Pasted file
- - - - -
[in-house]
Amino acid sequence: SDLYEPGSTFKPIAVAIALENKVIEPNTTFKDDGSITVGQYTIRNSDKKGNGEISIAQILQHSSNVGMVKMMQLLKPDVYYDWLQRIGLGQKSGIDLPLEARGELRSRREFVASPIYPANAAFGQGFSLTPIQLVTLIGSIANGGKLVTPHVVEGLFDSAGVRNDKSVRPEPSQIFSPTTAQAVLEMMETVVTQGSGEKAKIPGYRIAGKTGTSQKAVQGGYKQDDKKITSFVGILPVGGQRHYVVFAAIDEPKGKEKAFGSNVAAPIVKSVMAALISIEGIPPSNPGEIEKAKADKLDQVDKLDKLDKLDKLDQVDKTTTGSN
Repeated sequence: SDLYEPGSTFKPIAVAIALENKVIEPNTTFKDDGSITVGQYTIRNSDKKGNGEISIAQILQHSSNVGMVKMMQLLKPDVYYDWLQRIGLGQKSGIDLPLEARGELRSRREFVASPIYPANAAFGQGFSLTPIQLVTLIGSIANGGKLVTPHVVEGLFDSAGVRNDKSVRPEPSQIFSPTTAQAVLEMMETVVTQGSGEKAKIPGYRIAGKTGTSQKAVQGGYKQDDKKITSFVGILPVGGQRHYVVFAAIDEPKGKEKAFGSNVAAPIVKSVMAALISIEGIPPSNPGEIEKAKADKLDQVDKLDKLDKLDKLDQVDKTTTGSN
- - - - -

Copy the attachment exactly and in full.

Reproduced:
[in-house]
Amino acid sequence: SDLYEPGSTFKPIAVAIALENKVIEPNTTFKDDGSITVGQYTIRNSDKKGNGEISIAQILQHSSNVGMVKMMQLLKPDVYYDWLQRIGLGQKSGIDLPLEARGELRSRREFVASPIYPANAAFGQGFSLTPIQLVTLIGSIANGGKLVTPHVVEGLFDSAGVRNDKSVRPEPSQIFSPTTAQAVLEMMETVVTQGSGEKAKIPGYRIAGKTGTSQKAVQGGYKQDDKKITSFVGILPVGGQRHYVVFAAIDEPKGKEKAFGSNVAAPIVKSVMAALISIEGIPPSNPGEIEKAKADKLDQVDKLDKLDKLDKLDQVDKTTTGSN
Repeated sequence: SDLYEPGSTFKPIAVAIALENKVIEPNTTFKDDGSITVGQYTIRNSDKKGNGEISIAQILQHSSNVGMVKMMQLLKPDVYYDWLQRIGLGQKSGIDLPLEARGELRSRREFVASPIYPANAAFGQGFSLTPIQLVTLIGSIANGGKLVTPHVVEGLFDSAGVRNDKSVRPEPSQIFSPTTAQAVLEMMETVVTQGSGEKAKIPGYRIAGKTGTSQKAVQGGYKQDDKKITSFVGILPVGGQRHYVVFAAIDEPKGKEKAFGSNVAAPIVKSVMAALISIEGIPPSNPGEIEKAKADKLDQVDKLDKLDKLDKLDQVDKTTTGSN